We are delighted to have Leonore (or Limr as she’s known in the blogging world) as our guest poster this week. Leonore is a fantastic writer; just read any post at As a Linguist and you’ll see what I mean. You can also check her out on Twitter at @asalinguist.
Leonore started college wanting to study English Literature but fell in love with Linguistics instead. It fit the passion for language she’d already developed at a young age. Since then, she’s gotten a BA in Linguistics, a M.Ed. in Deaf Education, and several teaching certificates in ESL. She’s taught in Turkey, Portugal and the United States. She’s currently teaching writing and English Literature at a community college in the Northeast. Language is the love of her life, but there’s still room for photography, cooking, her boyfriend, and her two literary cats, Zelda and Mrs. Parker.
When I am asked why I became a teacher, I often reply that it was my love of chalk that led me to education. I’m really only half-joking when I say this. I do love chalk. I love the silky smooth feel of that stick of chalk, the sound it makes as it moves across the blackboard, and the sight of clean white lines on black. I was thrilled every time I was chosen to do a math problem on the board or take part in a spelling race. I didn’t care about the dust or if it got on my clothes. In fact, I almost preferred some chalk to rub off on me or stay coated on my hands for the rest of the day. Being marked in chalk dust was evidence of work and of learning, and I loved – and still love – being part of the process.
As much as I love chalk and enjoy being in the classroom , teaching is not my first love. From a very young age, I’ve wanted to be a writer. I didn’t always know why. Sure, it made me feel good and it has always been fun but I didn’t know where it came from.
I’m happy to say that after…let’s just say ‘a lot of’ years, I’ve finally figured it out and can tell you the reason why I have no choice but to write: I am an incurable night owl.
My enduring image of The Writer is a person hunched over a desk, working steadily with a furrowed brow, a glass of whiskey nearby, and a smoldering cigarette forgotten in the ashtray. And it’s always nighttime. The scene could take place in a small city apartment, on a screened porch near a lake, in a café, at a writing desk…it didn’t matter. I never imagined writers scribbling away in the morning.
I knew that this image wasn’t how all writers had to work. Hemingway liked writing in the morning, and often standing up. Dorothy Parker never worked steadily, but instead was easily distracted and often took months to finish a story. Agatha Christie didn’t drink.
But the fact is, many writers are famously drunk, nocturnal creatures, even if they’re not necessarily writing at night. As for me, I may not be a drunk, but I could stay up all night with hardly a thought. More importantly, that’s also when I do my best writing.
I’m practically useless when the sun is out. I stare at the screen, begging for a phrase to come to me, an idea to materialize, an angle to use to follow a train of thought. I beg, I plead, I bargain with any and all forces that may or may not exist in the universe, but…I get nada. The blank whiteness of my new open document mocks me, tells me that I’m no good and shouldn’t even pretend anymore.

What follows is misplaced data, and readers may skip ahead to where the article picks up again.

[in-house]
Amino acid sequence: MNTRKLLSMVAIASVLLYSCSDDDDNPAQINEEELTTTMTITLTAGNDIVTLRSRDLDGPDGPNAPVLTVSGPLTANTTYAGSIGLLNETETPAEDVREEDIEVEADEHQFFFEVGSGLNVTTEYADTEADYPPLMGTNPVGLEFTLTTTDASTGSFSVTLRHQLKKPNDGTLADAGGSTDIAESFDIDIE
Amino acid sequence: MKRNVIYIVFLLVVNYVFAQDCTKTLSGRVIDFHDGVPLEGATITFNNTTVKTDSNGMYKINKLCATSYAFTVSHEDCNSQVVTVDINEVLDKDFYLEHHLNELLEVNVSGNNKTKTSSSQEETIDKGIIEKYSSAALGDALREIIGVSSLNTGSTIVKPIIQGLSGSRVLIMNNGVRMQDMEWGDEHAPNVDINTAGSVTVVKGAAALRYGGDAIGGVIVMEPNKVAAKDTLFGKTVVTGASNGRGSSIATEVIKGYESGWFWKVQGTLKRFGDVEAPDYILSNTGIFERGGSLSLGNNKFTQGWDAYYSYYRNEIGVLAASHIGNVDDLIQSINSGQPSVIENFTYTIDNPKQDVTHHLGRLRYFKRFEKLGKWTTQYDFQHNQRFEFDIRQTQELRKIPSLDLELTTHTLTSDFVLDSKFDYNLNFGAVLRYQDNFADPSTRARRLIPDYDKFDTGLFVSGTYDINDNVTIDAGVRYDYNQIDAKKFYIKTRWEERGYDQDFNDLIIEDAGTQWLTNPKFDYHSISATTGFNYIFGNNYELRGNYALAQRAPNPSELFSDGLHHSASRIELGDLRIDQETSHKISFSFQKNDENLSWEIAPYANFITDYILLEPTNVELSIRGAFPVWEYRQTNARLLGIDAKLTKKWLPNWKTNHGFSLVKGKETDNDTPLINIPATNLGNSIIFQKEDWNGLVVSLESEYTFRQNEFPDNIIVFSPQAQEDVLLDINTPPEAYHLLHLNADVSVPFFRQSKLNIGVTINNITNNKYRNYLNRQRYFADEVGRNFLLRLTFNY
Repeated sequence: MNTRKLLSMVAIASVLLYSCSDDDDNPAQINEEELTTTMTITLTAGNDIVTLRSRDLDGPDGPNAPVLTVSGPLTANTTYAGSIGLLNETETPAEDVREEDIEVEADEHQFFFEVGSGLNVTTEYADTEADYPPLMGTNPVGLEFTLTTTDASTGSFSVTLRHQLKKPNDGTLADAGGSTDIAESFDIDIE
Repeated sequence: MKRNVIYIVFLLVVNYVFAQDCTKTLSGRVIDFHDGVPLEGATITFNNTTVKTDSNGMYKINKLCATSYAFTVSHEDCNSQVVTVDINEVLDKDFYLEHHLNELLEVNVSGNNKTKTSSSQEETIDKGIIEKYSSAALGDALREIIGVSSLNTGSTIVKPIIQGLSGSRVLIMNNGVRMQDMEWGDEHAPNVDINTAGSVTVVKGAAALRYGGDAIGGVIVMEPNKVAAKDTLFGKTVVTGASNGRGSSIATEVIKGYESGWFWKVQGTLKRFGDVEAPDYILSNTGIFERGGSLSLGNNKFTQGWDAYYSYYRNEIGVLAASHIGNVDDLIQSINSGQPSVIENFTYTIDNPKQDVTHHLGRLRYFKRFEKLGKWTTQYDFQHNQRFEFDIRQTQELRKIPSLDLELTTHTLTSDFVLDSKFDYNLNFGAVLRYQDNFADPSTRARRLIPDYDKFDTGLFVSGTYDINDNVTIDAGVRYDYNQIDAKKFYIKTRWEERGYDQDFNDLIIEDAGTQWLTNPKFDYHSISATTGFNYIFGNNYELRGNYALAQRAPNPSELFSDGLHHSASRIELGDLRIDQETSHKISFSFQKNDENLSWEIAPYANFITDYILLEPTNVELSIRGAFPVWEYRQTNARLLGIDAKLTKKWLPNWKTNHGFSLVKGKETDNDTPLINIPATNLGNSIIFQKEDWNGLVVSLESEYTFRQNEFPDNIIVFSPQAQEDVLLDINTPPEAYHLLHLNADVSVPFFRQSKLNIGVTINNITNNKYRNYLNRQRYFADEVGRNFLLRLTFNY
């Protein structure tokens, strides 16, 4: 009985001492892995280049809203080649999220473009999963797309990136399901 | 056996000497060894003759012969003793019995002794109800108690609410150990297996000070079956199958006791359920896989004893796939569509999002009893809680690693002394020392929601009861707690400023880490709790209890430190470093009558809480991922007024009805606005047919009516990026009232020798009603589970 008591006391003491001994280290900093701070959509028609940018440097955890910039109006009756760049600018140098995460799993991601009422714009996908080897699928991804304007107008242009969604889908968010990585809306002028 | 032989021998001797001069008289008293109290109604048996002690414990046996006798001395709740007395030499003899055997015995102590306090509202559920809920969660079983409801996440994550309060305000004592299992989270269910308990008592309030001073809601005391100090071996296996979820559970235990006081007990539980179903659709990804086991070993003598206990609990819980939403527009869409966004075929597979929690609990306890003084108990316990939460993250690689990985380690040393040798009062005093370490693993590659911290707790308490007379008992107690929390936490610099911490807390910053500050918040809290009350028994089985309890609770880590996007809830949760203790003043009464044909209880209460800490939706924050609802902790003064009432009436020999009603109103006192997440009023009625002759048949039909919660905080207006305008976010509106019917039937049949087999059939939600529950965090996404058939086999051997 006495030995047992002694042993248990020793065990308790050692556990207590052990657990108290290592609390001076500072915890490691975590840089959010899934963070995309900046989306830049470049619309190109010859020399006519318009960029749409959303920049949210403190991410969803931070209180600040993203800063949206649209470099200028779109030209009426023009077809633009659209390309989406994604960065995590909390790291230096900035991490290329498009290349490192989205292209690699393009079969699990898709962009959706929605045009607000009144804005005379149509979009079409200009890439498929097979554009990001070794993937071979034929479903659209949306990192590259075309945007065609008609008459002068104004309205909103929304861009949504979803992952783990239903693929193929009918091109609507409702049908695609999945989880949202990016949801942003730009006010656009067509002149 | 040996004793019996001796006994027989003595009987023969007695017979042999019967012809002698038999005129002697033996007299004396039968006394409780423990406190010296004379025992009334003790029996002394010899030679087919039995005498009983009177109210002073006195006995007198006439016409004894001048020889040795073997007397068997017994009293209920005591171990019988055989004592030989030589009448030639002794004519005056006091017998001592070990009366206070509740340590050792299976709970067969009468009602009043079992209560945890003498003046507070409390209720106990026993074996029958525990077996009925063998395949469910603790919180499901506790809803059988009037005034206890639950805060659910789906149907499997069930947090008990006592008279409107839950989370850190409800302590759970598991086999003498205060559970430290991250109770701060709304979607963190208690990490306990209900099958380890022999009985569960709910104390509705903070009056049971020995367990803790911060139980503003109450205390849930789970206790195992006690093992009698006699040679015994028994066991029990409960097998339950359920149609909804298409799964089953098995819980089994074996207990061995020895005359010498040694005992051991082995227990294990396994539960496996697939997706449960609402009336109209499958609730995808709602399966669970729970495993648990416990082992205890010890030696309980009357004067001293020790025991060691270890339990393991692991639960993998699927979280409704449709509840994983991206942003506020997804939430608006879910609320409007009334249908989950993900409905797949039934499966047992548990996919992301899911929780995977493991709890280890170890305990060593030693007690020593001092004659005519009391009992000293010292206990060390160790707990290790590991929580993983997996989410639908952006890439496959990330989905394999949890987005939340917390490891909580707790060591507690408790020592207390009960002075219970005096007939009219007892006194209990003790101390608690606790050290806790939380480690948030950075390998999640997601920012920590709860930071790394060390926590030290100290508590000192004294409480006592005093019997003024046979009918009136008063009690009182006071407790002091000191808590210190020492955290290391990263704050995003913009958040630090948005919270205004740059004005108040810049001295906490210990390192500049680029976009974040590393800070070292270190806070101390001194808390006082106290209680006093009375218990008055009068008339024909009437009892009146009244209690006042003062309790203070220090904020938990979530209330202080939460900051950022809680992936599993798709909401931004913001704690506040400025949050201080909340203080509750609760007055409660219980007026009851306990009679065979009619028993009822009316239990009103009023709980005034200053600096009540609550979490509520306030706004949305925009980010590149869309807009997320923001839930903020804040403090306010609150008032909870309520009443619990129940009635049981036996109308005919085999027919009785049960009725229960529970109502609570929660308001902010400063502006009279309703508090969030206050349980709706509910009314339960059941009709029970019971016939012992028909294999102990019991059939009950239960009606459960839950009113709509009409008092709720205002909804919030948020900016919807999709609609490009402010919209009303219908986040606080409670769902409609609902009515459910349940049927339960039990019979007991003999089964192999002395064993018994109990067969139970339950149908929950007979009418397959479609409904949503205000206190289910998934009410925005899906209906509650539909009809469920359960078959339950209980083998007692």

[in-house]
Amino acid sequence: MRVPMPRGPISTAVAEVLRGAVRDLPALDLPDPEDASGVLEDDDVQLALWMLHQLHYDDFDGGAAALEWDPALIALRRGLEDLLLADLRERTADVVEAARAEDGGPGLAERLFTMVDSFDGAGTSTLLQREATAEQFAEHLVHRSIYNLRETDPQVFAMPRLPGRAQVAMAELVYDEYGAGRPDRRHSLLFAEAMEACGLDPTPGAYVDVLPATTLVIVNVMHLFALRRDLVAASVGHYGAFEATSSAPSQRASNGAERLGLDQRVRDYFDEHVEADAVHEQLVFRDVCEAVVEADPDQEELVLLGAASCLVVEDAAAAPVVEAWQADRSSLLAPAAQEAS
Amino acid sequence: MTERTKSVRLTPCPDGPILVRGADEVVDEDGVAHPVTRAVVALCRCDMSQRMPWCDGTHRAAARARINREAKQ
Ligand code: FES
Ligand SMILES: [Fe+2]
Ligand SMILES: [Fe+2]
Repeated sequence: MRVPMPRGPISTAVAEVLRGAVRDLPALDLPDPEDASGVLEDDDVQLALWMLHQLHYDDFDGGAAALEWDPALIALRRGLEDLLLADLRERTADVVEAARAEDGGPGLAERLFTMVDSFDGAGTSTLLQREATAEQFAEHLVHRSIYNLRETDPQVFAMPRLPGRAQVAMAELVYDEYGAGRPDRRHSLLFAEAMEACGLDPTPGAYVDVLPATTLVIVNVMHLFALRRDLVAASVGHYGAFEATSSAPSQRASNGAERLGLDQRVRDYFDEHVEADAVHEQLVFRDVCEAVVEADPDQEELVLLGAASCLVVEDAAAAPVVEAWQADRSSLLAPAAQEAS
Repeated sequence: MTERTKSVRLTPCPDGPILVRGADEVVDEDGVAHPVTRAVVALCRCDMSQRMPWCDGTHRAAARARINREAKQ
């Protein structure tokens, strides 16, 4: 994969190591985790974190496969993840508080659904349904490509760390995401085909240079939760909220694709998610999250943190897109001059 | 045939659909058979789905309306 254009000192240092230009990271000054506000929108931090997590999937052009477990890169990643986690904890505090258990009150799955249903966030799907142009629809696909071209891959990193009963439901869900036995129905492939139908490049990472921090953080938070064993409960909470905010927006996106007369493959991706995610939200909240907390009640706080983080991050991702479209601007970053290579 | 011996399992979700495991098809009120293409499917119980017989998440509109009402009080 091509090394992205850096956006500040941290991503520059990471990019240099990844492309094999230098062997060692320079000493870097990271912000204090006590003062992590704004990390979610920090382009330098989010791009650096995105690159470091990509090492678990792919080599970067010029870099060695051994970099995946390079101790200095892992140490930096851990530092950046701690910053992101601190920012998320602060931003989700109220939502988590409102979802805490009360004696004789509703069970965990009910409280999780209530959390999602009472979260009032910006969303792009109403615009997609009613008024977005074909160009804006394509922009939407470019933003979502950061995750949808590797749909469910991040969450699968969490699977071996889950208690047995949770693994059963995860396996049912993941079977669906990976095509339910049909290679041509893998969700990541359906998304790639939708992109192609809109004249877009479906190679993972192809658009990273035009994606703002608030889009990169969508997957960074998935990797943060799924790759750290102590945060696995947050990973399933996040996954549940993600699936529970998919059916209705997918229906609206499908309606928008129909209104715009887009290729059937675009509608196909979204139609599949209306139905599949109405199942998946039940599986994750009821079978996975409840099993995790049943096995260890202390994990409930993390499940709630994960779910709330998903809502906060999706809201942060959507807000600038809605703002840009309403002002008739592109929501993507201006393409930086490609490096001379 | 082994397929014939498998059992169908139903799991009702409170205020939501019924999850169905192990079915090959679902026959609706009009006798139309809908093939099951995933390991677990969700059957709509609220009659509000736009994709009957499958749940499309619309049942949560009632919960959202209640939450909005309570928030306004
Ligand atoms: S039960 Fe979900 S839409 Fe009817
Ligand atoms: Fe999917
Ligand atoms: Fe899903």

And then…the witching hour. Evening falls and I tell myself that tonight I am going to be in bed early. I get sleepy around 8:30, but I know I can’t realistically fall asleep for the night until it’s at least double digits. I make it to about 10:00, then 10:30…then 11:00. At this point, I sit down for ‘one last pass’ through email or blogs to read. I have a quick idea that I’d like to just jot down.
Suddenly, it’s 2:43 in the morning and my ‘quick reminder note’ has turned into 2,000 words. At some point, I’ve poured a finger or two of bourbon, and there’s no cigarette, but I’ve probably chewed through an entire pack of gum.
Ideas that had previously been amorphous blobs in my ‘daylight brain’ have become solid, clearly shaped, and manageable once the nightingale sings. The words that finally come start to fill the page and as I write, the proto-thoughts I’ve been having all day long gain clarity and coherence. My mind calms down as I channel the racing stream of thoughts into one sentence, and then another, and another. The vague sense of anxiety I might feel in the morning or afternoon goes away when I understand the point I’ve been wanting to make, or the transition I’ve wanted to craft in whatever piece I’d started the night before.
I just have to face it. I’m forced into being a writer because of the rush of ideas that hits me as soon as the sun goes down. I have no choice. What other job would allow me to work the third shift without wearing safety goggles or a hairnet? Who would schedule a meeting for 10 minutes past midnight? And now that the internet has made banking and shoe shopping available at all times of the day, why do I need to even pretend that I’m a Day Person?
Never mind that I’ve been ‘writing’ since the age of four by scribbling lines that approximated words, even incorporating spaces and punctuation. Forget the idea that writing to me is as essential as breathing. Ignore the fact that seeing my words on paper helps me think, reason, understand.
No, no, no. Pay no attention to the man behind the curtain. The Great Oz has revealed the truth. To write, one must be a creature of the night. Now if you’ll excuse me, the sun is rising and it’s time to go to bed.
When do you do your best writing?